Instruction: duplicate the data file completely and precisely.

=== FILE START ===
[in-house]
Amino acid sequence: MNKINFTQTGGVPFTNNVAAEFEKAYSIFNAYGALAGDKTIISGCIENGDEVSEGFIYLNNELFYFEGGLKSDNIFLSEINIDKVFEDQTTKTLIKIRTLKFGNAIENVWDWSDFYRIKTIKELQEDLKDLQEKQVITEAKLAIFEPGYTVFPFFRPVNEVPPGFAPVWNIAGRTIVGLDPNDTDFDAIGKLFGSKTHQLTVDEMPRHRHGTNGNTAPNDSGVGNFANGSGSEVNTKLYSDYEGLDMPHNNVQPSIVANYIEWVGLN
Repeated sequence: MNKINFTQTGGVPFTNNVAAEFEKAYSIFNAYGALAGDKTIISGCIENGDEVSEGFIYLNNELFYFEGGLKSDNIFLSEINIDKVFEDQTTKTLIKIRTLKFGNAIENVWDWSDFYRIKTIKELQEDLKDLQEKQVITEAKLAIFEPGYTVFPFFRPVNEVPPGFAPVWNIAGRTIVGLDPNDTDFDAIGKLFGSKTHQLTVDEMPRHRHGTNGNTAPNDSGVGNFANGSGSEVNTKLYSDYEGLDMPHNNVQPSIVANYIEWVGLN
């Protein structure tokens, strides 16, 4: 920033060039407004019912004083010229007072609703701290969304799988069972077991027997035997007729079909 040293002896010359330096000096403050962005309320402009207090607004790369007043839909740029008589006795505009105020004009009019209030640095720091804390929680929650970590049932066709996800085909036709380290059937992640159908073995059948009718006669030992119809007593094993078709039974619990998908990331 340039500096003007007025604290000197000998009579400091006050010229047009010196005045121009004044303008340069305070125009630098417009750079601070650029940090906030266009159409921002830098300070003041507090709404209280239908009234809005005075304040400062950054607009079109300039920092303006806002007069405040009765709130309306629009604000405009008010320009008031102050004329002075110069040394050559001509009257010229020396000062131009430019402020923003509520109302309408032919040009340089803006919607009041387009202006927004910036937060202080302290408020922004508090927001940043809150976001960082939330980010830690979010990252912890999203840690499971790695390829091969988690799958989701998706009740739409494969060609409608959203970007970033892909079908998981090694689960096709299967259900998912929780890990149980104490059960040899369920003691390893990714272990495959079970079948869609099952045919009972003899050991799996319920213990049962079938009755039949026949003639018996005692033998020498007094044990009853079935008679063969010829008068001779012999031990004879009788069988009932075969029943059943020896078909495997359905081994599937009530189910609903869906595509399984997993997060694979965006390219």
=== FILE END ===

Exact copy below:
[in-house]
Amino acid sequence: MNKINFTQTGGVPFTNNVAAEFEKAYSIFNAYGALAGDKTIISGCIENGDEVSEGFIYLNNELFYFEGGLKSDNIFLSEINIDKVFEDQTTKTLIKIRTLKFGNAIENVWDWSDFYRIKTIKELQEDLKDLQEKQVITEAKLAIFEPGYTVFPFFRPVNEVPPGFAPVWNIAGRTIVGLDPNDTDFDAIGKLFGSKTHQLTVDEMPRHRHGTNGNTAPNDSGVGNFANGSGSEVNTKLYSDYEGLDMPHNNVQPSIVANYIEWVGLN
Repeated sequence: MNKINFTQTGGVPFTNNVAAEFEKAYSIFNAYGALAGDKTIISGCIENGDEVSEGFIYLNNELFYFEGGLKSDNIFLSEINIDKVFEDQTTKTLIKIRTLKFGNAIENVWDWSDFYRIKTIKELQEDLKDLQEKQVITEAKLAIFEPGYTVFPFFRPVNEVPPGFAPVWNIAGRTIVGLDPNDTDFDAIGKLFGSKTHQLTVDEMPRHRHGTNGNTAPNDSGVGNFANGSGSEVNTKLYSDYEGLDMPHNNVQPSIVANYIEWVGLN
């Protein structure tokens, strides 16, 4: 920033060039407004019912004083010229007072609703701290969304799988069972077991027997035997007729079909 040293002896010359330096000096403050962005309320402009207090607004790369007043839909740029008589006795505009105020004009009019209030640095720091804390929680929650970590049932066709996800085909036709380290059937992640159908073995059948009718006669030992119809007593094993078709039974619990998908990331 340039500096003007007025604290000197000998009579400091006050010229047009010196005045121009004044303008340069305070125009630098417009750079601070650029940090906030266009159409921002830098300070003041507090709404209280239908009234809005005075304040400062950054607009079109300039920092303006806002007069405040009765709130309306629009604000405009008010320009008031102050004329002075110069040394050559001509009257010229020396000062131009430019402020923003509520109302309408032919040009340089803006919607009041387009202006927004910036937060202080302290408020922004508090927001940043809150976001960082939330980010830690979010990252912890999203840690499971790695390829091969988690799958989701998706009740739409494969060609409608959203970007970033892909079908998981090694689960096709299967259900998912929780890990149980104490059960040899369920003691390893990714272990495959079970079948869609099952045919009972003899050991799996319920213990049962079938009755039949026949003639018996005692033998020498007094044990009853079935008679063969010829008068001779012999031990004879009788069988009932075969029943059943020896078909495997359905081994599937009530189910609903869906595509399984997993997060694979965006390219």